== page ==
1922 Encyclopædia Britannica/Moret y Prendergast, Segismundo

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1922 Encyclopædia Britannica
Moret y Prendergast, Segismundo
See also Segismundo Moret on Wikipedia, and the disclaimer.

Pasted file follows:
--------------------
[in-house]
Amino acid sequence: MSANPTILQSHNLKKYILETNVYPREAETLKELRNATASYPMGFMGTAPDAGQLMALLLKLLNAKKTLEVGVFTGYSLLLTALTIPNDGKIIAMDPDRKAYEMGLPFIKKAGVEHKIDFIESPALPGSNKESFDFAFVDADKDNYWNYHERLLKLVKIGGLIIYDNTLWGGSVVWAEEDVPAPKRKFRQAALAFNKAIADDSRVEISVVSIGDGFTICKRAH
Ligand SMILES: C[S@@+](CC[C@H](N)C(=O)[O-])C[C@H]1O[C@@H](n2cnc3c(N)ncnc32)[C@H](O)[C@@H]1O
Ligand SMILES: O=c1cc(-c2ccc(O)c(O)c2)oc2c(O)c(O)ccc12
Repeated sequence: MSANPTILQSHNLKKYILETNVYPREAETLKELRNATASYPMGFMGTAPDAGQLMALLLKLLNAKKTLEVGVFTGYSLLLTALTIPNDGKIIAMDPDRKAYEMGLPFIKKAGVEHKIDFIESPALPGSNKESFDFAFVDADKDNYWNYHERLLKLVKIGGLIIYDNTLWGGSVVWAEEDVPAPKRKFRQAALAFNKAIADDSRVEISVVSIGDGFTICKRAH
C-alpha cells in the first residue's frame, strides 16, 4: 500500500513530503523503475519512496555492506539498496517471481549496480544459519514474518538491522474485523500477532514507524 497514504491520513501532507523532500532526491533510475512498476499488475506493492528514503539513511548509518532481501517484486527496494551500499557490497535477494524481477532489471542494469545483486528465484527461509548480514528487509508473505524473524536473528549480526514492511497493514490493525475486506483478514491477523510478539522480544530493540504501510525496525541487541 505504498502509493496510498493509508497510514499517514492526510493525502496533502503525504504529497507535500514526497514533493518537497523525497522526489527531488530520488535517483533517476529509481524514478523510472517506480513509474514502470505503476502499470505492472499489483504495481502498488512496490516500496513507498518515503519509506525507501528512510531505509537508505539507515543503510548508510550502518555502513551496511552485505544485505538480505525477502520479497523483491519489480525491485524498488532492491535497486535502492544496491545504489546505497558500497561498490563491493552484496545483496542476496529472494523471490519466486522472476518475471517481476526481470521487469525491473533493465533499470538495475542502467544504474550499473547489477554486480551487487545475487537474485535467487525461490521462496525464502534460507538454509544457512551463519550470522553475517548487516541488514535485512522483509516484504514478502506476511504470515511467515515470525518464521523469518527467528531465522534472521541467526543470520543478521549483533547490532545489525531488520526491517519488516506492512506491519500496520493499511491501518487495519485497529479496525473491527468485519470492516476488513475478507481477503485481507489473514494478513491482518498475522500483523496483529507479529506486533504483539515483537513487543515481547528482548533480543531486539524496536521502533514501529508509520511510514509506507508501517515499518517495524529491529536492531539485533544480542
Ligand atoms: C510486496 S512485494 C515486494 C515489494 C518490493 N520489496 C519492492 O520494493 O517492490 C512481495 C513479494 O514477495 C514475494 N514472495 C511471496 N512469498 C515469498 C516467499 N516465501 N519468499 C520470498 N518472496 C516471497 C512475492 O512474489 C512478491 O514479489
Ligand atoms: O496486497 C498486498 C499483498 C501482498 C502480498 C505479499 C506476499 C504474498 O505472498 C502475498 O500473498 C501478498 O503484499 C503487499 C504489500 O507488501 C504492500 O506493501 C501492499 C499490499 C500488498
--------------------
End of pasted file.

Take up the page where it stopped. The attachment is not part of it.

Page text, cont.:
MORET Y PRENDERGAST, SEGISMUNDO (1838-1913), Spanish politician, was born at Cadiz June 2 1838. He was educated at the Central University, Madrid, and became professor of political economy, continuing at the same time his studies in jurisprudence. In 1863 he was elected Liberal deputy for Almaden and took part in the revolution of 1868, afterwards representing Ciudad Real in the Constituent Assembly of 1869 and becoming noted for his eloquence. He took office under Gen. Prim in 1870 first as Colonial Secretary and later as Finance Minister. He was for a few months in 1872 Spanish ambassador to Great Britain, and after resigning this post accepted the directorship of a large London bank. A year later he returned to Spain. He was again elected deputy for Ciudad Real in 1879, rallied to the monarchy in 1882, represented Orgaz from 1886 to 1890, was Minister for Foreign Affairs under Sagasta in 1885 and again in 1893-4, Minister of the Interior 1885-8, and Minister of Colonies 1897. In this capacity he advocated the grant of autonomy to Cuba and Porto Rico, and he was opposed to the war with America of 1898. He rose to be head of the Liberal party and became Prime Minister in 1905, but fell in 1906, though he was called back to office for an ephemeral spell of three days in that year and again in 1909 for a few months. Failing to keep together his unruly hosts he took refuge in the post of president of the Chamber, in which office he died at Madrid Jan. 28 1913.